Untitled Document

CrossMark

Original Article

Bull Emerg Trauma 2019;7(1):55-59.

The Value of Red Cell Distribution Width (RDW) and Trauma-Associated Severe Hemorrhage (TASH) in Predicting Hospital Mortality in Multiple Trauma Patients

Hamidreza Habibpour1, Mehdi Torabi1*, Moghaddameh Mirzaee2

1Department of Emergency Medicine, Kerman University of Medical Sciences, Kerman, Iran
2Department of Biostatistics and Epidemiology, School of Public Health, University of Medical Sciences, Kerman, Iran

................................

*Corresponding Author: Mehdi Torabi
Address: Assistant Professor of Emergency Medicine, Department of Emergency Medicine, Kerman University of Medical Sciences, Kerman, Iran.Tel: +98-913-1992016; +98-34-32235011, Fax: +98-34-32474 638. e-mail: mtorabi1390@yahoo.com; me_torabi@kmu.ac.ir

Received: July 7, 2018
Revised: September 16, 2018
Accepted: October 7, 2018

.................................

Please cite this paper as:
Habibpour H, Torabi M, Mirzaee M. The Value of Red Cell Distribution Width (RDW) and Trauma-Associated Severe Hemorrhage (TASH)in Predicting Hospital Mortality in Multiple Trauma Patients. Bull Emerg Trauma. 2019;7(1):55-59. doi: 10.29252/beat-070108 .

.................................

Abstract
Objective: To investigate the role of red cell distribution width (RDW) in comparison with Trauma-Associated Severe Hemorrhage (TASH) system in predicting the mortality of multiple trauma patients, referred to the hospital emergency department.
Methods: This follow-up study was conducted on multiple trauma patients (age ≥ 18 years) with Injury Severity Scores (ISS) of ≥ 16, who were referred to the emergency department from March 1, 2017, to December 1, 2017. First, all patients were evaluated based on the Advanced Trauma Life Support (ATLS) guidelines, and then, their blood samples were sent for RDW measurements at baseline and 24 hours after admission. The ISS, Revised Trauma Score (RTS), and TASH were measured in the follow-ups and recorded by third-year emergency medicine residents. Hospital mortality was considered as the outcome of the study.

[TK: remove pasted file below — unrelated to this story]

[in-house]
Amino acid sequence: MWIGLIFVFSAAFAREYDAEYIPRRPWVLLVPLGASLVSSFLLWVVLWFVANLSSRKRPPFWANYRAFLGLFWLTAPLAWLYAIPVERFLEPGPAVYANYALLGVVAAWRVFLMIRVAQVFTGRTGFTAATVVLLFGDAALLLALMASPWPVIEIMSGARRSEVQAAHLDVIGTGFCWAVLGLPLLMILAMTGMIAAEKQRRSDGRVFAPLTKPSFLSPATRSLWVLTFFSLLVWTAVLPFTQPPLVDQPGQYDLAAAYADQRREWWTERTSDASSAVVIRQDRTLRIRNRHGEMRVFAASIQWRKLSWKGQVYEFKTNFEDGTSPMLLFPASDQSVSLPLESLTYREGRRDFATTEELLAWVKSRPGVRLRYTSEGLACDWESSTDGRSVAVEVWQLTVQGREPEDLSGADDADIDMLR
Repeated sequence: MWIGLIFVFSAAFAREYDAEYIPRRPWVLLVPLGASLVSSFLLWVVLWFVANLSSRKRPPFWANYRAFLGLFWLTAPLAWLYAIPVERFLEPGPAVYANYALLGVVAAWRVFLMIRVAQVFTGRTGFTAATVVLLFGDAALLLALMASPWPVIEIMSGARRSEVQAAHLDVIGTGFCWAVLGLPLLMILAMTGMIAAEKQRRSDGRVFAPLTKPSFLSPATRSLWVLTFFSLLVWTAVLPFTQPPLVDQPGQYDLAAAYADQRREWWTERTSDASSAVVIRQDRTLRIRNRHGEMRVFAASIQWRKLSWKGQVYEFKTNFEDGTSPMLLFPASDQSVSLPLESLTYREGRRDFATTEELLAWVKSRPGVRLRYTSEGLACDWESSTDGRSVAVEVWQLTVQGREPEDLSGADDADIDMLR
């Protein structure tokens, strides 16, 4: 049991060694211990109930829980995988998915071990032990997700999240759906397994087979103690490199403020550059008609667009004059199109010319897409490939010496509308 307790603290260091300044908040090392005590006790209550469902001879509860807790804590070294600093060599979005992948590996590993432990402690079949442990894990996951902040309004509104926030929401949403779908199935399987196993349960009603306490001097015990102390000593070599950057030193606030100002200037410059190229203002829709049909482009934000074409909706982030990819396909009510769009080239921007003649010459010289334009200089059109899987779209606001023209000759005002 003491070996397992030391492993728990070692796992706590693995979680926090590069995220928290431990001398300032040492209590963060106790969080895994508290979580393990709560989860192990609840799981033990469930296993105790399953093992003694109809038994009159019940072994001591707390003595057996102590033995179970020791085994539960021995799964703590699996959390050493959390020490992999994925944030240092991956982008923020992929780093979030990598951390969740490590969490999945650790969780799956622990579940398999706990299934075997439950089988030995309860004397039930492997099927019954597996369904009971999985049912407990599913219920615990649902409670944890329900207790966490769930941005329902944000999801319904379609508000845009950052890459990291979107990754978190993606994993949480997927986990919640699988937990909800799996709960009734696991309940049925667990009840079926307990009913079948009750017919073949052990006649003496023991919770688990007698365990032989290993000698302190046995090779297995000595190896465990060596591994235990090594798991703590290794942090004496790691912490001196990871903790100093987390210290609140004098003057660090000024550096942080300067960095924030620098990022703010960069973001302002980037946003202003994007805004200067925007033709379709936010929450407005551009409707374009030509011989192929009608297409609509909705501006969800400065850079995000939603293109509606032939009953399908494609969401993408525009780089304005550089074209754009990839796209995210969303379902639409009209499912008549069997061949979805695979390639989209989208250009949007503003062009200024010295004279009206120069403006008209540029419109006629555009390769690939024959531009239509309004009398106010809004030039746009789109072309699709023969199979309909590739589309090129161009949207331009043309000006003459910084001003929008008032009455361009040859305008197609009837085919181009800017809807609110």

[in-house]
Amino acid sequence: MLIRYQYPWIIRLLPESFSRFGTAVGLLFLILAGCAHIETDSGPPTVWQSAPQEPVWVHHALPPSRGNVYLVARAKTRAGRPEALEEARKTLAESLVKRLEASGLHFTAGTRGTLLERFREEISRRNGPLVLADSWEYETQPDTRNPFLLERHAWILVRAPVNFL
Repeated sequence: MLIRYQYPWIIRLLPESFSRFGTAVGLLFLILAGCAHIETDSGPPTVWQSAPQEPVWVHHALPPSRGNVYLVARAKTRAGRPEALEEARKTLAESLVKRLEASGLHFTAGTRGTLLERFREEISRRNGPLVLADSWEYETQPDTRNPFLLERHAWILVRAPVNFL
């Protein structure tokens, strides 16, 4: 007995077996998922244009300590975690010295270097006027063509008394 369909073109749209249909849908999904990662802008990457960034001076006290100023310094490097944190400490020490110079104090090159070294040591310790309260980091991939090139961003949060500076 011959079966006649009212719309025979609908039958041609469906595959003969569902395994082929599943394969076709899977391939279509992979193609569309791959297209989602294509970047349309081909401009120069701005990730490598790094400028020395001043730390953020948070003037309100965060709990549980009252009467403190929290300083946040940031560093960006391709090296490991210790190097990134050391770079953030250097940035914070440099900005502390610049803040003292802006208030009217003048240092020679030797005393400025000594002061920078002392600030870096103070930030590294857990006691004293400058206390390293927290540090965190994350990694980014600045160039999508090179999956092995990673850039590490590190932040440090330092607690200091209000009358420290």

Results: In this study, 200 out of 535 multiple trauma patients were recruited. The frequency of hospital mortality was 19 (9.5%). In the univariate analysis, there was no significant relationship between hospital mortality and RDW at baseline, RDW on the first day, and ΔRDW (RDW at baseline - RDW on the first day), unlike ISS, RTS, TASH (p=0.97, P= 0.28, and p=0.24, respectively). On the other hand, in the multivariate analysis, ISS, RTS, and TASH showed a significant relationship with hospital mortality. The greatest area under the ROC curve (AUC) was attributed to TASH and RTS systems (0.94 and 0.93, respectively).
Conclusion: TASH scoring system, which was mainly designed to predict the need for massive transfusion, may be of prognostic value for hospital mortality in multiple trauma patients, similar to ISS and RTS scoring systems.

Keywords: Multiple trauma; Red cell distribution width (RDW); Hospital mortality.

...................................

Introduction
According to statistics, 10 000 people die every day due to severe traumatic injuries worldwide. Based on global reports, 20% of patients with multiple traumas die within two to three hours after the injury, while 40% die within 48 hours. Therefore, rapid diagnosis of these patients with proper diagnostic modalities can increase their survival and reduce mortality [1, 2]. Red cell distribution width (RDW) laboratory test is one of the components of the complete blood count (CBC), expressing different sizes of red blood cells (RBC) during circulation. This cost-effective test is indicative of inflammation, oxidative stress, and arterial underfilling in severe cases. Inflammation is known to increase RDW by inhibiting erythropoiesis and reducing erythropoietin production by releasing immature RBC. On the other hand, oxidative stress reduces RDW by decreasing the survival of RBC and releasing immature RBC into the bloodstream. Arterial underfilling improves RBC production and eventually increases RDW through activation of the renin-angiotensin-aldosterone system, as well as the sympathetic nervous system. In fact, increased arterial underfilling has been observed in inflammatory and infectious processes, malignancies, and acute/chronic diseases; therefore, it can act as a predictive factor for mortality. Therefore, RDW is an independent predictor of mortality in patients with infection and inflammation process [3-8]. In the primary diagnostic assessment of traumatic patients, RDW and its changes may be useful as a univariate system and can play a predictive role in determining the outcomes of patients [3, 9]. Nevertheless, considering the scarcity of studies on multiple trauma patients, the role of RDW in determining the prognosis of these patients remains unknown.